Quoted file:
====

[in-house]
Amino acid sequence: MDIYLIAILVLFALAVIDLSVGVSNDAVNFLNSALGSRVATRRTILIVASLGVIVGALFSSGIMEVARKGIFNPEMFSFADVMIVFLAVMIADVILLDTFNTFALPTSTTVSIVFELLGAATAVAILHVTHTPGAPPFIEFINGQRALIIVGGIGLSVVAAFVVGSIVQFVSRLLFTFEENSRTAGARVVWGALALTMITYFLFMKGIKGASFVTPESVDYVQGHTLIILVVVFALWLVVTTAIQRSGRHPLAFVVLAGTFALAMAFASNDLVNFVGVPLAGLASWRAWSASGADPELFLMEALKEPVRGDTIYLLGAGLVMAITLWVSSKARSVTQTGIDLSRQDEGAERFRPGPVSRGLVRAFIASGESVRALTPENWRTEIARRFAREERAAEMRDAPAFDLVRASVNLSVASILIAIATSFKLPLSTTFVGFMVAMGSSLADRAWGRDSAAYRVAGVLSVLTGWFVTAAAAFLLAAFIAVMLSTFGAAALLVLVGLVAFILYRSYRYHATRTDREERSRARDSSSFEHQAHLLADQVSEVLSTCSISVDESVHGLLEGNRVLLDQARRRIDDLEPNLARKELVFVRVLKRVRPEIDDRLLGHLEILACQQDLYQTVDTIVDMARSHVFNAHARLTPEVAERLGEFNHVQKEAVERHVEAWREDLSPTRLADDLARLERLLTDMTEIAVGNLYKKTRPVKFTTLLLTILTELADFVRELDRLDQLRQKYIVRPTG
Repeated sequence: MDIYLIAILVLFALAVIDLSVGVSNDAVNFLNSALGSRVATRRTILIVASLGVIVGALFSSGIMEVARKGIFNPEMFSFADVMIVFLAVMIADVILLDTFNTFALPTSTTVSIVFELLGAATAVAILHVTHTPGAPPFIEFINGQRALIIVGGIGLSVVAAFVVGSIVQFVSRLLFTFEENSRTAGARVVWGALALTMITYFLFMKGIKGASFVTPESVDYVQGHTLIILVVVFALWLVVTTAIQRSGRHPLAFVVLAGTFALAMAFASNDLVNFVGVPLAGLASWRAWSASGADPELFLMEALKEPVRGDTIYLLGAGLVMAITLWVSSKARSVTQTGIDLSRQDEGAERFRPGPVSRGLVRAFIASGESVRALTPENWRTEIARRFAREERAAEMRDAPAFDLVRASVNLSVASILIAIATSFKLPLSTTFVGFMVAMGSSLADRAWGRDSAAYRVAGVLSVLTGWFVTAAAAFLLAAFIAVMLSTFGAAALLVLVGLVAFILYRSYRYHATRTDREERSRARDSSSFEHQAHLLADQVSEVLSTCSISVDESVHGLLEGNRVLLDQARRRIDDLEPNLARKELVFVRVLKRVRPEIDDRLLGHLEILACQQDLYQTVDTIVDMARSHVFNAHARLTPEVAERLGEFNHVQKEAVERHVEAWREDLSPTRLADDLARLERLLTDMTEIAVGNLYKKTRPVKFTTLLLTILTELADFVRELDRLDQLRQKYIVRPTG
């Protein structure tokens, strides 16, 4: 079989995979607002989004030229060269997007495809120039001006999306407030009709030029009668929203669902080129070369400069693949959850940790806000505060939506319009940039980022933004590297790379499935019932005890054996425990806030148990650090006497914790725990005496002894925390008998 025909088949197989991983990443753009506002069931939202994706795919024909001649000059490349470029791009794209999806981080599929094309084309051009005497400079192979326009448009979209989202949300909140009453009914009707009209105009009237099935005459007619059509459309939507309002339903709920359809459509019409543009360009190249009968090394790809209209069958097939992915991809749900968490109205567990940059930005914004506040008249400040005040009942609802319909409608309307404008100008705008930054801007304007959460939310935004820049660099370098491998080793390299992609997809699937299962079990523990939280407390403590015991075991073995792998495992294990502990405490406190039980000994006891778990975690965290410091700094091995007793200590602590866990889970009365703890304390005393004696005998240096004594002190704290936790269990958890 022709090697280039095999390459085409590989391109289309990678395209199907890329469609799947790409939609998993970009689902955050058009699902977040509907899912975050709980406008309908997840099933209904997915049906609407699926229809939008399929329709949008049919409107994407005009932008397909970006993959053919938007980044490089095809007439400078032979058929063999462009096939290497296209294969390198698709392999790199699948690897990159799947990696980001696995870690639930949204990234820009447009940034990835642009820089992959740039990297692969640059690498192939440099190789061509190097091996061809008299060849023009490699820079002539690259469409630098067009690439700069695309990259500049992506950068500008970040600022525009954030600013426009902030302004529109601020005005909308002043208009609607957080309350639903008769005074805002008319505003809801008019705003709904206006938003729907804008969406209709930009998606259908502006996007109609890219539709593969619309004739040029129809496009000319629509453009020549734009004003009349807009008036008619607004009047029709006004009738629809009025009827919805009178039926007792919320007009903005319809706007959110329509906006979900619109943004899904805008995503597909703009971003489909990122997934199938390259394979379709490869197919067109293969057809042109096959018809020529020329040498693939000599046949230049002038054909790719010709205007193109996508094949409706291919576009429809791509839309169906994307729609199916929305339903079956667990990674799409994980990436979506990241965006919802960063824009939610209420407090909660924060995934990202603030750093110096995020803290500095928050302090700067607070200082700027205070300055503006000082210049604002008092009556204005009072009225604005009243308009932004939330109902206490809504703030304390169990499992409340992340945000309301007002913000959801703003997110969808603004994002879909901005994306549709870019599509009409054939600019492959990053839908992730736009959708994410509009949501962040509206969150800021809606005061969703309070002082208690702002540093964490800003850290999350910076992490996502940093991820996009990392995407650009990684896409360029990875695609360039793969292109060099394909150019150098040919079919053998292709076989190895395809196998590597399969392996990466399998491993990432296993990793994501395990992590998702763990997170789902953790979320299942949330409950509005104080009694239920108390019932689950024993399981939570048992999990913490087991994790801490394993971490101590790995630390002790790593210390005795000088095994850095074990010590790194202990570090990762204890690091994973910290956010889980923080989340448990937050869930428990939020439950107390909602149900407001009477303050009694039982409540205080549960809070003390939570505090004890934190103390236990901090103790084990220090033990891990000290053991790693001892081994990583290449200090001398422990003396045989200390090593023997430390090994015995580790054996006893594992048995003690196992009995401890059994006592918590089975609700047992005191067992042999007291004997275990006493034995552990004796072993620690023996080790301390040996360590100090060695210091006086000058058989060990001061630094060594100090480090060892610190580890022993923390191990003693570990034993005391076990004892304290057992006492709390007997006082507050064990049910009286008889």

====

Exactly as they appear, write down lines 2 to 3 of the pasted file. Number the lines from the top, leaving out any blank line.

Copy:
Amino acid sequence: MDIYLIAILVLFALAVIDLSVGVSNDAVNFLNSALGSRVATRRTILIVASLGVIVGALFSSGIMEVARKGIFNPEMFSFADVMIVFLAVMIADVILLDTFNTFALPTSTTVSIVFELLGAATAVAILHVTHTPGAPPFIEFINGQRALIIVGGIGLSVVAAFVVGSIVQFVSRLLFTFEENSRTAGARVVWGALALTMITYFLFMKGIKGASFVTPESVDYVQGHTLIILVVVFALWLVVTTAIQRSGRHPLAFVVLAGTFALAMAFASNDLVNFVGVPLAGLASWRAWSASGADPELFLMEALKEPVRGDTIYLLGAGLVMAITLWVSSKARSVTQTGIDLSRQDEGAERFRPGPVSRGLVRAFIASGESVRALTPENWRTEIARRFAREERAAEMRDAPAFDLVRASVNLSVASILIAIATSFKLPLSTTFVGFMVAMGSSLADRAWGRDSAAYRVAGVLSVLTGWFVTAAAAFLLAAFIAVMLSTFGAAALLVLVGLVAFILYRSYRYHATRTDREERSRARDSSSFEHQAHLLADQVSEVLSTCSISVDESVHGLLEGNRVLLDQARRRIDDLEPNLARKELVFVRVLKRVRPEIDDRLLGHLEILACQQDLYQTVDTIVDMARSHVFNAHARLTPEVAERLGEFNHVQKEAVERHVEAWREDLSPTRLADDLARLERLLTDMTEIAVGNLYKKTRPVKFTTLLLTILTELADFVRELDRLDQLRQKYIVRPTG
Repeated sequence: MDIYLIAILVLFALAVIDLSVGVSNDAVNFLNSALGSRVATRRTILIVASLGVIVGALFSSGIMEVARKGIFNPEMFSFADVMIVFLAVMIADVILLDTFNTFALPTSTTVSIVFELLGAATAVAILHVTHTPGAPPFIEFINGQRALIIVGGIGLSVVAAFVVGSIVQFVSRLLFTFEENSRTAGARVVWGALALTMITYFLFMKGIKGASFVTPESVDYVQGHTLIILVVVFALWLVVTTAIQRSGRHPLAFVVLAGTFALAMAFASNDLVNFVGVPLAGLASWRAWSASGADPELFLMEALKEPVRGDTIYLLGAGLVMAITLWVSSKARSVTQTGIDLSRQDEGAERFRPGPVSRGLVRAFIASGESVRALTPENWRTEIARRFAREERAAEMRDAPAFDLVRASVNLSVASILIAIATSFKLPLSTTFVGFMVAMGSSLADRAWGRDSAAYRVAGVLSVLTGWFVTAAAAFLLAAFIAVMLSTFGAAALLVLVGLVAFILYRSYRYHATRTDREERSRARDSSSFEHQAHLLADQVSEVLSTCSISVDESVHGLLEGNRVLLDQARRRIDDLEPNLARKELVFVRVLKRVRPEIDDRLLGHLEILACQQDLYQTVDTIVDMARSHVFNAHARLTPEVAERLGEFNHVQKEAVERHVEAWREDLSPTRLADDLARLERLLTDMTEIAVGNLYKKTRPVKFTTLLLTILTELADFVRELDRLDQLRQKYIVRPTG